How to Design Your Own Button Pins for Children

Written by mary davis
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How to Design Your Own Button Pins for Children
Make button pins for or with children. (traffic light smiley image by Brent Walker from Fotolia.com)

Children love to wear button pins. Round pins in sizes from one-inch to several inches in diameter can fit any theme or practical need. Often called badges, the pins are made with button-making kits that contain a metal backing with a pin or child-safe clip, blank templates on which to create button designs, a plastic pin cover and a press to attach the button pin pieces together for a completed project. Kids can also make almost-free pins without a kit or pin-maker press. Choose the method that works best for your group of kids.

Skill level:
Easy

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Things you need

  • Paper button circles
  • Crayons
  • Markers
  • Small colouring pictures (optional)
  • Button pin backs
  • Badge button maker
  • Plastic or metal button frames
  • Plastic button covers
  • Plastic 3-inch lid (optional)
  • Cardboard circle (optional)
  • Metal frozen juice can lid (optional)
  • Plain paper
  • Scissors
  • Craft glue
  • Clear self-adhesive plastic
  • Hot-glue gun
  • Safety pins (optional)
  • Child-safe pin clips (optional)

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Instructions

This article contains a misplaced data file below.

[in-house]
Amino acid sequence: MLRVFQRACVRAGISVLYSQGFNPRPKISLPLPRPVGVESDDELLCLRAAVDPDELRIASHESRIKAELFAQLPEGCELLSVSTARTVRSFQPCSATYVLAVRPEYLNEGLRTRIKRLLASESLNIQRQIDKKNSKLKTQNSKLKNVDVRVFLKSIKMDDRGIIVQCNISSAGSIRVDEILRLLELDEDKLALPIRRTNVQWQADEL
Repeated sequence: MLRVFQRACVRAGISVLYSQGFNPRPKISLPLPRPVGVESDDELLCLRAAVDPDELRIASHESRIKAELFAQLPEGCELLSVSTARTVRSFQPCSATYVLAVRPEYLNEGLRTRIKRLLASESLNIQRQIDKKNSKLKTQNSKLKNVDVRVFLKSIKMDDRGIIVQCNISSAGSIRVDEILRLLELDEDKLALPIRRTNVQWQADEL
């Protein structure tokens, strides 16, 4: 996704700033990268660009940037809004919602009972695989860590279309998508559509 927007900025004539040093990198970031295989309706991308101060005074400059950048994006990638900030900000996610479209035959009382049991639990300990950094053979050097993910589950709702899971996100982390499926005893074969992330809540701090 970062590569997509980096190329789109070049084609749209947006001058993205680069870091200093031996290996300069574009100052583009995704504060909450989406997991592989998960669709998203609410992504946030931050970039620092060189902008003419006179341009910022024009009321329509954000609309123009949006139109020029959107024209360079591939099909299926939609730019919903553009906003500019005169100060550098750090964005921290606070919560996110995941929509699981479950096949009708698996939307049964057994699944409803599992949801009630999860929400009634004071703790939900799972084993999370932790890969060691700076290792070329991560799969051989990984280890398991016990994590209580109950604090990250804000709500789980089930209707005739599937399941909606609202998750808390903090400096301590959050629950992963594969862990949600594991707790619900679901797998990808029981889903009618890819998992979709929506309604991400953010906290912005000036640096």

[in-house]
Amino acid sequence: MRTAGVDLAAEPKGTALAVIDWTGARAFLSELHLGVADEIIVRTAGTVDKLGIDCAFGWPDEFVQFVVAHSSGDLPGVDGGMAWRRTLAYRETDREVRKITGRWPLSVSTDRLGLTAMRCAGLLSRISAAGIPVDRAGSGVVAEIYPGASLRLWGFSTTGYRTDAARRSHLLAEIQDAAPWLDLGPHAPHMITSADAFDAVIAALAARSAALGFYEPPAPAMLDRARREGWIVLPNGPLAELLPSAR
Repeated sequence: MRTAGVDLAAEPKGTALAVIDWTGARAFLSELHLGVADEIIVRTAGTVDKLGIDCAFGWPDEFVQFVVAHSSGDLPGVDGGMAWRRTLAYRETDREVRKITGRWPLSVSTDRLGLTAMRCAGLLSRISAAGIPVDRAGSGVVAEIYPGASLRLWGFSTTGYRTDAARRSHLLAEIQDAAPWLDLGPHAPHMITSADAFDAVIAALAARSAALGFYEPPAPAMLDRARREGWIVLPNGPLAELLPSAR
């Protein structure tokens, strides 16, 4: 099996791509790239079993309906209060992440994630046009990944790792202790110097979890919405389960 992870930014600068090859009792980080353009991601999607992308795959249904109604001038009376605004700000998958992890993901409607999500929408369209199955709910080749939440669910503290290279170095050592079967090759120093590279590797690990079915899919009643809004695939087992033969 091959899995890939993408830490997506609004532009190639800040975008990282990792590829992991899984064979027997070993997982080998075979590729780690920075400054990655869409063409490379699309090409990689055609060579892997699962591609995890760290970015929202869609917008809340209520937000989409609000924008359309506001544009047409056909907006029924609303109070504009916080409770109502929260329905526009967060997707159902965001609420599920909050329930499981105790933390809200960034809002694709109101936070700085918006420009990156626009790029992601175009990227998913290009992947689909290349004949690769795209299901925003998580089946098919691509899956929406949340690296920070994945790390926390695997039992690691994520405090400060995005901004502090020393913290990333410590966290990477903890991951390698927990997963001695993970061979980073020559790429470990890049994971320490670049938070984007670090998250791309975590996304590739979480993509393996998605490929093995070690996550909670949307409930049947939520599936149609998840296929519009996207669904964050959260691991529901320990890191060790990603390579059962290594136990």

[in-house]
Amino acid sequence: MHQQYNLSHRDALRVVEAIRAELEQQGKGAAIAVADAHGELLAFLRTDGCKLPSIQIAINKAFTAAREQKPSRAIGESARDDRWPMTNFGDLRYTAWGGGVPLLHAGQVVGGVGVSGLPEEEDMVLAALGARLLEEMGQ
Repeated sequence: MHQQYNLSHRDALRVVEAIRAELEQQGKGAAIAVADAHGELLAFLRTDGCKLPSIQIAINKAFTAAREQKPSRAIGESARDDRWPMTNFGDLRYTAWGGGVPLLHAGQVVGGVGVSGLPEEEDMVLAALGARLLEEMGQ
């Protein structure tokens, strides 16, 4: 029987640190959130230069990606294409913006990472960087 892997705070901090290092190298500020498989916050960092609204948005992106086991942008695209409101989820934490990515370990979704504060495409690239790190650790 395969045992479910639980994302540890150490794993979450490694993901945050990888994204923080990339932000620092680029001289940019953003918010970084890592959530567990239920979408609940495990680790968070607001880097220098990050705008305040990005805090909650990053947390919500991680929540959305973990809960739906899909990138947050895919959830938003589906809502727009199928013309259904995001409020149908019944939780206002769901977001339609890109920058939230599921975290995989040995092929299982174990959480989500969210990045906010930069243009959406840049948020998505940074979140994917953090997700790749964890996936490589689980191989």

1. 1

    Prepare a paper circle for the button pin. Have the kids colour a freehand design or write a message on a button with crayons or markers. Or provide circles with images already printed on them for the children to colour.

  2. 2

    Place a pin backing, pin side down, on the bottom portion of the two-part button press.

    Position a plastic or metal button frame over the pin backing, with the rounded side facing upward. Arrange the paper circle over the button frame. Place a clear plastic button cover over the picture.

  3. 3

    Push the handle of the button-maker downward to press the button pieces together. Press firmly, enough to curl the plastic cover in place over the top and sides of the button.

  4. 4

    Pull the handle back to its starting position. Check to see whether the button pieces are attached. If they are not, stack and press the pieces again. Use a different pin backing or plastic cover, if needed.

  1. 1

    Trace a plastic lid, cardboard circle or metal frozen juice can lid onto plain paper. Cut the circle out, leaving no extra selvedge along the edges.

  2. 2

    Have the children draw and colour a design or picture on the paper circle. Glue and trim a photo or picture on the paper circle rather than drawing a design, if desired.

  3. 3

    Glue the paper circle onto a plastic lid, metal juice can lid or sturdy cardboard circle. Make sure the design side faces outward.

  4. 4

    Cut a circle from self-adhesive plastic covering slightly larger than the front of the button pin. Cover the front of the button with the plastic. Press the excess plastic around the sides and onto the back of the button to secure the pieces together.

  5. 5

    Use a hot-glue gun to fasten a safety pin or a child-safe clip on the back of the button pin.

Tips and warnings

  • Use a photo of a child to create any type of button pin.
  • Write the child's name with a dark marker if you wish to personalise a photo or other type of button.
  • Read the instructions that come with the button maker.
  • Use plastic or metal clips instead of pins for younger children to prevent injury.

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